Matt700wlw

11-22-2006, 03:28 PM

Where should your best hitters bat?

November 22, 2006

Where should your best hitters bat?

John Dewan's Stat of the Week™

November 22, 2006

Lineup construction is one of the most scrutinized areas in baseball. Who should bat leadoff? Who's in the cleanup spot? However, when it comes down to it, several people (including me) have done studies that have shown that lineup construction is, for the most part, immaterial. As long as you generally have your best hitters near the top of the order, the order doesn't matter.

Nevertheless, it's fun to look at and, despite these studies, one can't help but feel it makes a difference. Here's some fuel for the fire on the side of the notion that the lineup matters.

Where should your best hitters bat? One school of thought is to put your best hitter at the top of the order because he'll get more at-bats that way over the course of the season. Your second best hitter bats second. And so on down the order. Here are the average plate appearances per lineup position based on the 2006 MLB season:

Lineup Position Plate Appearances

1 767

2 749

3 732

4 714

5 697

6 680

7 661

8 643

9 625

As you can see, each higher spot in the order means 15 to 20 or more plate appearances over the course of the season.

But let's look at another element. How often does each lineup position come up with men on base?

Lineup Position Number of Times With Men on Base

1 259

2 323

3 351

4 363

5 333

6 314

7 304

8 293

9 288

The number four position has the most over the course of a season. In fact, it's 104 times more than the leadoff position, quite a significant difference. The third spot in the order is not far behind.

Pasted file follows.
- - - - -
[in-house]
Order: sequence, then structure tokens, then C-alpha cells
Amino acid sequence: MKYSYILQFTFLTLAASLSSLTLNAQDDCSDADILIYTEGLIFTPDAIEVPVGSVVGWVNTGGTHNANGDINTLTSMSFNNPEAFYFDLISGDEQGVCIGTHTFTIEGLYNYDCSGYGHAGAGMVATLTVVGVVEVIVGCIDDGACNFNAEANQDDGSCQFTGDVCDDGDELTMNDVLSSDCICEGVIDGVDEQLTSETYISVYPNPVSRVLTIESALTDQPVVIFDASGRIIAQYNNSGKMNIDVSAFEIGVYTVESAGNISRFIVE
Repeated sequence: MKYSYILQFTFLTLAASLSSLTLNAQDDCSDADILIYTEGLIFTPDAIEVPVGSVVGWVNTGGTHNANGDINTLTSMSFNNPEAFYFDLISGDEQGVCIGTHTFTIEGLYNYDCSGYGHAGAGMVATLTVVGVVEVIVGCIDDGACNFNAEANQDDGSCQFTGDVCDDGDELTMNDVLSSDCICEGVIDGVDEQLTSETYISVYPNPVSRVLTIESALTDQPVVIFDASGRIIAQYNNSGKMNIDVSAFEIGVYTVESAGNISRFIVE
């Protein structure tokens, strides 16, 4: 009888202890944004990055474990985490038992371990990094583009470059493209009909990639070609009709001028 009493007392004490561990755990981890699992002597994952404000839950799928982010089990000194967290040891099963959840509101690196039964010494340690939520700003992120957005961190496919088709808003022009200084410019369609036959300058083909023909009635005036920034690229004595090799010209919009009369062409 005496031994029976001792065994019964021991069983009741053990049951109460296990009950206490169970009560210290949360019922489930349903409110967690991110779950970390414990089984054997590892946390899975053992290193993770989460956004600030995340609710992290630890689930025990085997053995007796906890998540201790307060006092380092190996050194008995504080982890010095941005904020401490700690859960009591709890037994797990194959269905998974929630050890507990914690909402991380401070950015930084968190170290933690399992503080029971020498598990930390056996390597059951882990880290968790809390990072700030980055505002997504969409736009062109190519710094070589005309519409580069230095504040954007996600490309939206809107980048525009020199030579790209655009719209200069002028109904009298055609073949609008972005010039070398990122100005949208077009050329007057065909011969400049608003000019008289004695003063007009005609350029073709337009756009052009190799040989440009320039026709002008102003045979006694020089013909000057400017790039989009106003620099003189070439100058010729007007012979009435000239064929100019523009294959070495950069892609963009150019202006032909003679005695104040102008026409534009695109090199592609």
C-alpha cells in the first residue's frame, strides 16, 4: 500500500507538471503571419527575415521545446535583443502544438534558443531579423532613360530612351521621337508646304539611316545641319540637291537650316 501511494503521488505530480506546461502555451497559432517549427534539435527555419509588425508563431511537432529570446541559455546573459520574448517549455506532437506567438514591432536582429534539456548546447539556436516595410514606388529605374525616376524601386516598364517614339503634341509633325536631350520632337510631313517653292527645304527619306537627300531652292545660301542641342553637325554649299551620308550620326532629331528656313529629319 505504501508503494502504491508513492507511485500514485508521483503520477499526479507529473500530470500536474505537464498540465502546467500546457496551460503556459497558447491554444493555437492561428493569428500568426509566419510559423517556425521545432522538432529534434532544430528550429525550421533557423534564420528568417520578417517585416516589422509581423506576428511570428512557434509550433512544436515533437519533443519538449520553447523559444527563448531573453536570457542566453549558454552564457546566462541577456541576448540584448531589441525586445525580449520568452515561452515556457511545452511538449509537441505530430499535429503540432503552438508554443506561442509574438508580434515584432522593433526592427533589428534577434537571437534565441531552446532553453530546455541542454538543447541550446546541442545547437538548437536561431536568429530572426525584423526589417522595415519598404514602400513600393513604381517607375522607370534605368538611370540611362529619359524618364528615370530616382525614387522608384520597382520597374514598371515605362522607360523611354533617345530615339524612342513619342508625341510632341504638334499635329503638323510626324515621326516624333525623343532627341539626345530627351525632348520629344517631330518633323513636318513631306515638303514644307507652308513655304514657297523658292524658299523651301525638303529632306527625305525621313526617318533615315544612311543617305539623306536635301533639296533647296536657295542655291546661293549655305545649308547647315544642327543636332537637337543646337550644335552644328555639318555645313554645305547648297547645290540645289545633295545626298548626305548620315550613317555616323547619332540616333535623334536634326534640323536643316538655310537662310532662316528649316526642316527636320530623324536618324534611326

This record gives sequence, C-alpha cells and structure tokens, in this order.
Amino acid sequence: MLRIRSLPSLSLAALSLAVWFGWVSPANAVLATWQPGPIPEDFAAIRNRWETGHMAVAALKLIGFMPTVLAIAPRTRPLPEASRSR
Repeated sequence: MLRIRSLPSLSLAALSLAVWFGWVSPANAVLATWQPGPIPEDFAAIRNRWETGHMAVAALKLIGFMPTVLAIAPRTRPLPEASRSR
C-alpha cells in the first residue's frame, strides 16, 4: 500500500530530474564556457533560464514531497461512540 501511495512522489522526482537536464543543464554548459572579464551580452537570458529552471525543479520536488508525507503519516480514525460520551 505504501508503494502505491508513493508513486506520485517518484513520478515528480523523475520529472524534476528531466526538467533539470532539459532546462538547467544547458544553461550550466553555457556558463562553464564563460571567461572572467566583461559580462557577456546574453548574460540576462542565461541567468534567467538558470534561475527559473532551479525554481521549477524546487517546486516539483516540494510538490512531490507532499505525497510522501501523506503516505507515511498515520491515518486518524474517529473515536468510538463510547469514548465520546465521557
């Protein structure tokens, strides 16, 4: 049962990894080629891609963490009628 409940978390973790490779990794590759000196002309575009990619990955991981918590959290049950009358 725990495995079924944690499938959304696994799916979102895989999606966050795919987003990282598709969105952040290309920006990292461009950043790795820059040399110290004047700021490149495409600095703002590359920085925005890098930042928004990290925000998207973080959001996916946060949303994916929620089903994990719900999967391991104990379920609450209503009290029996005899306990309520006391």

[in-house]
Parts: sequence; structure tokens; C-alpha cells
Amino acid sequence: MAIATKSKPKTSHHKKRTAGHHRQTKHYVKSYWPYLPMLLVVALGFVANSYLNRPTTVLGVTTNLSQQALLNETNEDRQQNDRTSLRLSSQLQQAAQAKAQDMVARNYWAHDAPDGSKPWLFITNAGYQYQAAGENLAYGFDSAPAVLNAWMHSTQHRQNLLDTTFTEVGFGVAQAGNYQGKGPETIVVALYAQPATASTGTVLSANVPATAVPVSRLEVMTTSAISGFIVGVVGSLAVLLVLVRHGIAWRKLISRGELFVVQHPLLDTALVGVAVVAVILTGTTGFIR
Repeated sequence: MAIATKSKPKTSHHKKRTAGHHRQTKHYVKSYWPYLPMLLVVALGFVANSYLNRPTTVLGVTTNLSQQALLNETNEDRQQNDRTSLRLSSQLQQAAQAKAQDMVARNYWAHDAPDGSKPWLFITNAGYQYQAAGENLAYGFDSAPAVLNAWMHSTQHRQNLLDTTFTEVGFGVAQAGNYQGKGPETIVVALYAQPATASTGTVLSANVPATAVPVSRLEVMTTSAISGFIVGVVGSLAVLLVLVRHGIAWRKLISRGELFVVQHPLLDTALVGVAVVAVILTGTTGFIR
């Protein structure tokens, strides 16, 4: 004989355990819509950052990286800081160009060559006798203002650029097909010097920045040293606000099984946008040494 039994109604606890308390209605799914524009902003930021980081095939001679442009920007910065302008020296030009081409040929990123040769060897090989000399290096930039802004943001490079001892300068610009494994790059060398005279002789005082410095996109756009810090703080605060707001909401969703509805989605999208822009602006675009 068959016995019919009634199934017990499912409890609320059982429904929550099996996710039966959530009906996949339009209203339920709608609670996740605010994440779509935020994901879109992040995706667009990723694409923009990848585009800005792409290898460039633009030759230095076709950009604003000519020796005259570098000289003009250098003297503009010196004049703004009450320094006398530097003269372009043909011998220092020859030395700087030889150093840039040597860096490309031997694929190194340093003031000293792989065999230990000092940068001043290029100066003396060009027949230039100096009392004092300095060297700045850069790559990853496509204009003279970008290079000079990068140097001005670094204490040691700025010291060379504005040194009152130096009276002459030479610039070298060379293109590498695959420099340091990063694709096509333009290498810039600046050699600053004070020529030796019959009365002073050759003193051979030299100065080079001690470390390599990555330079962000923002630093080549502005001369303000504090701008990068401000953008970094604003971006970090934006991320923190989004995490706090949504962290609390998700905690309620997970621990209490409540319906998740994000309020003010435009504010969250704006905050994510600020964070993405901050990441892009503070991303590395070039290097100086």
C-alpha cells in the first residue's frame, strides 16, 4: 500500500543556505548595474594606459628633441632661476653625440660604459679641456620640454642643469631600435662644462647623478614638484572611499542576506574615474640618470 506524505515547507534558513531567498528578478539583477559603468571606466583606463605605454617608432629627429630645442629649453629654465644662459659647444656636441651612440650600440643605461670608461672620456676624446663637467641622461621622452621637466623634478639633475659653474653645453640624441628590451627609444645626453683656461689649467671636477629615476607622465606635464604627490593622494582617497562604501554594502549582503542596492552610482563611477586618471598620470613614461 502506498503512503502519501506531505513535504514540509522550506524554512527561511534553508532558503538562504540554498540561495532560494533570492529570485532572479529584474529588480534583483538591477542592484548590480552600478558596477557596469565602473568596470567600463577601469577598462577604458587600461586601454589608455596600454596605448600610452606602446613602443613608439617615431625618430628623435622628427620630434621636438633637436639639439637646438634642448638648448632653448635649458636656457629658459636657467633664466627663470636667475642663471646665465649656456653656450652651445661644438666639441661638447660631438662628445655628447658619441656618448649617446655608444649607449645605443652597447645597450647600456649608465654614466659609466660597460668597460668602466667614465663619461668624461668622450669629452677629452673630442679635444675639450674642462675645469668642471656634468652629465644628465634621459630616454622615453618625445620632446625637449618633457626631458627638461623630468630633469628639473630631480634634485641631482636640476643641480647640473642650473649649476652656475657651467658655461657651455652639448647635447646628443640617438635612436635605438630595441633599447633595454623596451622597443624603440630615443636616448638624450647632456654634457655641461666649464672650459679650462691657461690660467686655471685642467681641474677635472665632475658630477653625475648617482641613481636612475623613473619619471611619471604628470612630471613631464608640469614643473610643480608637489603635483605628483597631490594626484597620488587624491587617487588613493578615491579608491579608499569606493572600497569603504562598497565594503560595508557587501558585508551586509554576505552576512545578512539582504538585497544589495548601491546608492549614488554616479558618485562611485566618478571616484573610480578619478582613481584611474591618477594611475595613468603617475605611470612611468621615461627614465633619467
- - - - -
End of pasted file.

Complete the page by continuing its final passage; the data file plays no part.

What does this tell me? Your best hitters should bat in the number three and number four spots in the order. Put the speedier (and/or higher on-base) of the two in the number three slot. Follow that up with your next best on-base guys in the number one and two spots. Five through eight (or nine)? Go with the best to worst with the remaining players.

It's the formula I've used playing Strat-O-Matic baseball for the last 25 years. The studies say it doesn't matter that much and maybe it doesn't. But it matters to me, and to about 98% of all baseball fans.

November 22, 2006

Where should your best hitters bat?

John Dewan's Stat of the Week™

November 22, 2006

Lineup construction is one of the most scrutinized areas in baseball. Who should bat leadoff? Who's in the cleanup spot? However, when it comes down to it, several people (including me) have done studies that have shown that lineup construction is, for the most part, immaterial. As long as you generally have your best hitters near the top of the order, the order doesn't matter.

Nevertheless, it's fun to look at and, despite these studies, one can't help but feel it makes a difference. Here's some fuel for the fire on the side of the notion that the lineup matters.

Where should your best hitters bat? One school of thought is to put your best hitter at the top of the order because he'll get more at-bats that way over the course of the season. Your second best hitter bats second. And so on down the order. Here are the average plate appearances per lineup position based on the 2006 MLB season:

Lineup Position Plate Appearances

1 767

2 749

3 732

4 714

5 697

6 680

7 661

8 643

9 625

As you can see, each higher spot in the order means 15 to 20 or more plate appearances over the course of the season.

But let's look at another element. How often does each lineup position come up with men on base?

Lineup Position Number of Times With Men on Base

1 259

2 323

3 351

4 363

5 333

6 314

7 304

8 293

9 288

The number four position has the most over the course of a season. In fact, it's 104 times more than the leadoff position, quite a significant difference. The third spot in the order is not far behind.

What does this tell me? Your best hitters should bat in the number three and number four spots in the order. Put the speedier (and/or higher on-base) of the two in the number three slot. Follow that up with your next best on-base guys in the number one and two spots. Five through eight (or nine)? Go with the best to worst with the remaining players.

It's the formula I've used playing Strat-O-Matic baseball for the last 25 years. The studies say it doesn't matter that much and maybe it doesn't. But it matters to me, and to about 98% of all baseball fans.